I guess a potential workaround is to download the source for the Browser app (easily available from, modify it so that it does look for relevant Activities when building it’s menu, and make it available as an ‘extendable Browser’. Forking is never a nice approach though, so I’d be reluctant to do it.


Another example is the widgets that run on the phone’s Home screen. The Android home screen is a multi-screen desktop. Similar to regular desktops, you can put shortcuts to applications or webpages on the desktop, and drag them to arrange them where you want. You can also have widgets on the desktop – floating gadget apps that can run from the home screen. Android comes out of the box with a couple of example gadgets – a photo viewer, and a Google search bar.

One of the first things that I wanted to write were widgets that would show me my PIM information on the desktop – a floating gadget that shows the current day’s appointments from the Calendar, or a gadget which shows how many unread email I have. This would be very cool, and has the potential to be more flexible than the Windows Mobile info-heavy Today screen, and more useful than the iPhone’s launcher home screen. You could have shortcuts to launch key apps alongside widgets with the key info you want to see without having to open an app – all on the desktop.

Except… no. The SDK doesn’t provide an API for writing widgets, and the desktop is fairly locked down to prevent hacking them in without a friendly API. As far as I can see, the only way around this again would be to download the source for the desktop environment (is it the Launcher?) and modify the views that implement the existing widgets.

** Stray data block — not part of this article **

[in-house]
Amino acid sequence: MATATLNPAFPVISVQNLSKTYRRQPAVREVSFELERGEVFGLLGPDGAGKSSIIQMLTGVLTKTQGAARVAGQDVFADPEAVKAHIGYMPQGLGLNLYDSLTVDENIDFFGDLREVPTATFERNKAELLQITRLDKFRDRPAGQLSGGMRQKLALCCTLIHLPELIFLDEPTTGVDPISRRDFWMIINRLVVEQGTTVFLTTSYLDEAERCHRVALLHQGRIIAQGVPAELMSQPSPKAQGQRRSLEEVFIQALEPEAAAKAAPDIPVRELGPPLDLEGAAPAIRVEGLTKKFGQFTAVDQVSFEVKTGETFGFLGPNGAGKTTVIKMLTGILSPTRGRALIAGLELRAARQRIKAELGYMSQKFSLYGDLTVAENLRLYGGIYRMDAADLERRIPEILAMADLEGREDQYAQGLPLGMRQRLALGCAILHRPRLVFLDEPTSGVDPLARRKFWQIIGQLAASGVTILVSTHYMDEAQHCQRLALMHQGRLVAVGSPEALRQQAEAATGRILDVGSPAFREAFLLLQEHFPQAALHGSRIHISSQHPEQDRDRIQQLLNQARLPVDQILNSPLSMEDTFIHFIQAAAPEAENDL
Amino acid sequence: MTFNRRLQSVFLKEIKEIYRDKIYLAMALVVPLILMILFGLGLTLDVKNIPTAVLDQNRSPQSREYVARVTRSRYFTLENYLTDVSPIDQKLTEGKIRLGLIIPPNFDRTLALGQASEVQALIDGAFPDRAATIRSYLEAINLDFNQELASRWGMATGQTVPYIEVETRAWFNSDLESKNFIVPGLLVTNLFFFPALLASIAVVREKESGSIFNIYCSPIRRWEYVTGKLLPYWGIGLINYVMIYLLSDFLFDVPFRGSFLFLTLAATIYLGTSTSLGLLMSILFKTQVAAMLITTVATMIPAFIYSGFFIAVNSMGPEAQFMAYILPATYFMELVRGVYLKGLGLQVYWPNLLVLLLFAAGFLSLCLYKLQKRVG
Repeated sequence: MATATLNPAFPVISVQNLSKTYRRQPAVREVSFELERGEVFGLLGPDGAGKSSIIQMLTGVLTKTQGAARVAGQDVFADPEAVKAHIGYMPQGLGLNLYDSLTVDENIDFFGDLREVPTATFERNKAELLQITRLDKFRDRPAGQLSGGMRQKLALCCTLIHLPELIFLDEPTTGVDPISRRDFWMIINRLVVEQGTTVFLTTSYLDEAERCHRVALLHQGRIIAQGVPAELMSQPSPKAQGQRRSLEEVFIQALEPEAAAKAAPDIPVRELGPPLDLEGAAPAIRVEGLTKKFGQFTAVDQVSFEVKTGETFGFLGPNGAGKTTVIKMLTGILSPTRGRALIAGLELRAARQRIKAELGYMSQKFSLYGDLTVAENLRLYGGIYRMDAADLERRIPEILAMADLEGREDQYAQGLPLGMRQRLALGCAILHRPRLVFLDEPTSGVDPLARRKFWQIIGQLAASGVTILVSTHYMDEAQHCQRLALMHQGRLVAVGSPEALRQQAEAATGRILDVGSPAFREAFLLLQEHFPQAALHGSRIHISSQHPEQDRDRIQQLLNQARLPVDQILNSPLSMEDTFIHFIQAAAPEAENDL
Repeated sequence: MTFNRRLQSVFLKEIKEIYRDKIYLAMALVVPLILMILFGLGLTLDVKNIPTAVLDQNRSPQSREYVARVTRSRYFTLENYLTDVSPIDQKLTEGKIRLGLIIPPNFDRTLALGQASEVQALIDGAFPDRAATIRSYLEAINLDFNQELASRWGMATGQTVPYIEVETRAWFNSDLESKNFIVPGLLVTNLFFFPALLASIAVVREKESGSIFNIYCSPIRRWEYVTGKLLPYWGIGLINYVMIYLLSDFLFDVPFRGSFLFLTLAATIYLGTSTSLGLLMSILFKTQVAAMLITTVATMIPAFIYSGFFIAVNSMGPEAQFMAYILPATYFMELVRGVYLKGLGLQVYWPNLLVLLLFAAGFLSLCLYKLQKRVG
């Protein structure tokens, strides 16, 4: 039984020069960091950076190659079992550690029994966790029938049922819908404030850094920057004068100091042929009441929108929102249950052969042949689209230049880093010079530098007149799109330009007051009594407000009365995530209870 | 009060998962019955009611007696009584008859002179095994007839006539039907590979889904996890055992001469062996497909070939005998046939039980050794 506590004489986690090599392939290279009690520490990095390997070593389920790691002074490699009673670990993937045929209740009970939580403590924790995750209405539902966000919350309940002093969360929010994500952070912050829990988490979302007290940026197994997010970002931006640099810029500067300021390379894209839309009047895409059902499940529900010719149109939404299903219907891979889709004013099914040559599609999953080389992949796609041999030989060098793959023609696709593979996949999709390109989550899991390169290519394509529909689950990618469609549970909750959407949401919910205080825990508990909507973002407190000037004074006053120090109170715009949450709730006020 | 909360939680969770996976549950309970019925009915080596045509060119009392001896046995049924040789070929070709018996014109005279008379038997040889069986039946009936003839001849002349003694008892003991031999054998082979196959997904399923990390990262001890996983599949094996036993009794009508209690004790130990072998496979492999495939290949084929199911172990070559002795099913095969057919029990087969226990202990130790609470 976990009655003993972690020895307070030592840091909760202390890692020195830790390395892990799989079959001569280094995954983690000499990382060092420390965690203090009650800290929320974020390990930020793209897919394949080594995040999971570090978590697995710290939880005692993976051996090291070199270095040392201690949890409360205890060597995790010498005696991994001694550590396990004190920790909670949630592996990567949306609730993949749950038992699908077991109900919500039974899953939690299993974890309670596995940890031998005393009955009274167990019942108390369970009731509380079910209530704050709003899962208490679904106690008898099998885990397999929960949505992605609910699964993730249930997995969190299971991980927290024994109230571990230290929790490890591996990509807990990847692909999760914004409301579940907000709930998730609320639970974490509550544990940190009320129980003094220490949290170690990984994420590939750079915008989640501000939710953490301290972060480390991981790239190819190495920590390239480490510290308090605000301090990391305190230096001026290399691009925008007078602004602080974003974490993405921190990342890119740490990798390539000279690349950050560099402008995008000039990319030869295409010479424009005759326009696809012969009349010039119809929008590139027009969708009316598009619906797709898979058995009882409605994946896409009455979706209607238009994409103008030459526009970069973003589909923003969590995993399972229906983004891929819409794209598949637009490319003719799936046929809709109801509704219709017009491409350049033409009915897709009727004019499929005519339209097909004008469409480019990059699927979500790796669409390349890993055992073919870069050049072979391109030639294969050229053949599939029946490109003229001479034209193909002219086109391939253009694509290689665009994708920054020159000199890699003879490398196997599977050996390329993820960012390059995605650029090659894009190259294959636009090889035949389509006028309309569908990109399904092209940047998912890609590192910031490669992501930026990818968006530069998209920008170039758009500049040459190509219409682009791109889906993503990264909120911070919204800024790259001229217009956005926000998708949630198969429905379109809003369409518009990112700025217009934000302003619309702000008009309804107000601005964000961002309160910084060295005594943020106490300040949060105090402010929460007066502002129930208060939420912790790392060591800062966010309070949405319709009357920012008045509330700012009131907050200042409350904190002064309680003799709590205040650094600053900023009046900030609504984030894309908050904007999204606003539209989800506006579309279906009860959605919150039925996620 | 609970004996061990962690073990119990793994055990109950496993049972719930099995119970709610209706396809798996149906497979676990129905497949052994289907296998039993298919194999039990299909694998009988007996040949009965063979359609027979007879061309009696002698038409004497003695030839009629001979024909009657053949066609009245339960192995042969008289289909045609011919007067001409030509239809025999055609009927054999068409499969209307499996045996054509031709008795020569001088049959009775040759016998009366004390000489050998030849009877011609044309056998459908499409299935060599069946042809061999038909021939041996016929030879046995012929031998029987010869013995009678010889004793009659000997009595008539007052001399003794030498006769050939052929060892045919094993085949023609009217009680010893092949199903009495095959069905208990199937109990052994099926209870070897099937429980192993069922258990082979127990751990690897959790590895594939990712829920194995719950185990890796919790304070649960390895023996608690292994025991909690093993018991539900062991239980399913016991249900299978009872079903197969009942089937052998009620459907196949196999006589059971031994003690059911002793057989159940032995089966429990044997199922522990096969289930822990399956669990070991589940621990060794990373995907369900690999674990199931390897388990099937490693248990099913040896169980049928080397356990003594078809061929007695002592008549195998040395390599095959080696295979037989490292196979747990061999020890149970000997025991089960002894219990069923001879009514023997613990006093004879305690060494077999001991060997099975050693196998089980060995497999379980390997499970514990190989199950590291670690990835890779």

Responses I’ve seen on Android forums suggest that this was done for security reasons, but I’ve not seen that confirmed anywhere official. And posts from Google engineers suggest that we might not be seeing this change anytime soon, saying that adding support would require “extensive work to be done in the framework and this is currently not a priority”.

Again, they have an idea for elegant architectural feature, but they aren’t exploiting it. It’s such a shame.

There are other examples, but they are all much the same as these – awesome ideas and potential that seems to fall over at the final hurdle in the implementation.

It’ll be interesting to see how this develops, and at some point I might even get round to trying out writing some real code for Android. 🙂

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2 Responses to “Developing for Android”

  1. Alexis says:

    I also read somewhere that the widget support was disabled due to stability issues, and that the current design would need to be reworked to prevent badly-written widgets taking out fundamental parts of the OS (a-la Windows Mobile today screen items). No idea how true that is though.

    I agree it’s a real pity as widget support could add a lot of functionality. Here’s hoping they fix it sooner rather than later.

  2. Paul Golding says:

    A problem that Google has is how to allow the platform to be completely open whilst then allowing a market place of apps to flourish. After all, if I decide to re-code the dialer, for example, I could end up breaking the SDK APIs. Not surprisingly, the platform is going to be constrained by the SDK. There has to be a baseline to code apps against for them to run on all variants of Android. Hence, whilst everything is theoretically possible with Android – it’s completely open – the SDK will be the limiting point, taking into consideration the wider objective of creating an apps marketplace.